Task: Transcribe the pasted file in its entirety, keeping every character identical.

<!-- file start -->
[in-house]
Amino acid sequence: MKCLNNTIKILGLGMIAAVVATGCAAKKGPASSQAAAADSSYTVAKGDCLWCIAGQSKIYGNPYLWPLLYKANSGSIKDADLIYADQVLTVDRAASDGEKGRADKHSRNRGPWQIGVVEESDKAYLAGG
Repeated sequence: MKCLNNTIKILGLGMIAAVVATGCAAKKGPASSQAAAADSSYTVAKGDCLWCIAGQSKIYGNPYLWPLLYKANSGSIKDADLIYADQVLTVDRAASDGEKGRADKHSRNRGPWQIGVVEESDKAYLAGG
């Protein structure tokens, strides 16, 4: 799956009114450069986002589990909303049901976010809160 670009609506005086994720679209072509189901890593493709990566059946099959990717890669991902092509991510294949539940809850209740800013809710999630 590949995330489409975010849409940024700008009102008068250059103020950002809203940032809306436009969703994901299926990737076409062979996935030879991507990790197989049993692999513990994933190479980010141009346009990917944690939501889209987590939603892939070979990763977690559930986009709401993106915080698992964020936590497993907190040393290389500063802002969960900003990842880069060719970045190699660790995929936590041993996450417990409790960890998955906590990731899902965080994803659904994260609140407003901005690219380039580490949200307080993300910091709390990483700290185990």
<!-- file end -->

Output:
[in-house]
Amino acid sequence: MKCLNNTIKILGLGMIAAVVATGCAAKKGPASSQAAAADSSYTVAKGDCLWCIAGQSKIYGNPYLWPLLYKANSGSIKDADLIYADQVLTVDRAASDGEKGRADKHSRNRGPWQIGVVEESDKAYLAGG
Repeated sequence: MKCLNNTIKILGLGMIAAVVATGCAAKKGPASSQAAAADSSYTVAKGDCLWCIAGQSKIYGNPYLWPLLYKANSGSIKDADLIYADQVLTVDRAASDGEKGRADKHSRNRGPWQIGVVEESDKAYLAGG
């Protein structure tokens, strides 16, 4: 799956009114450069986002589990909303049901976010809160 670009609506005086994720679209072509189901890593493709990566059946099959990717890669991902092509991510294949539940809850209740800013809710999630 590949995330489409975010849409940024700008009102008068250059103020950002809203940032809306436009969703994901299926990737076409062979996935030879991507990790197989049993692999513990994933190479980010141009346009990917944690939501889209987590939603892939070979990763977690559930986009709401993106915080698992964020936590497993907190040393290389500063802002969960900003990842880069060719970045190699660790995929936590041993996450417990409790960890998955906590990731899902965080994803659904994260609140407003901005690219380039580490949200307080993300910091709390990483700290185990």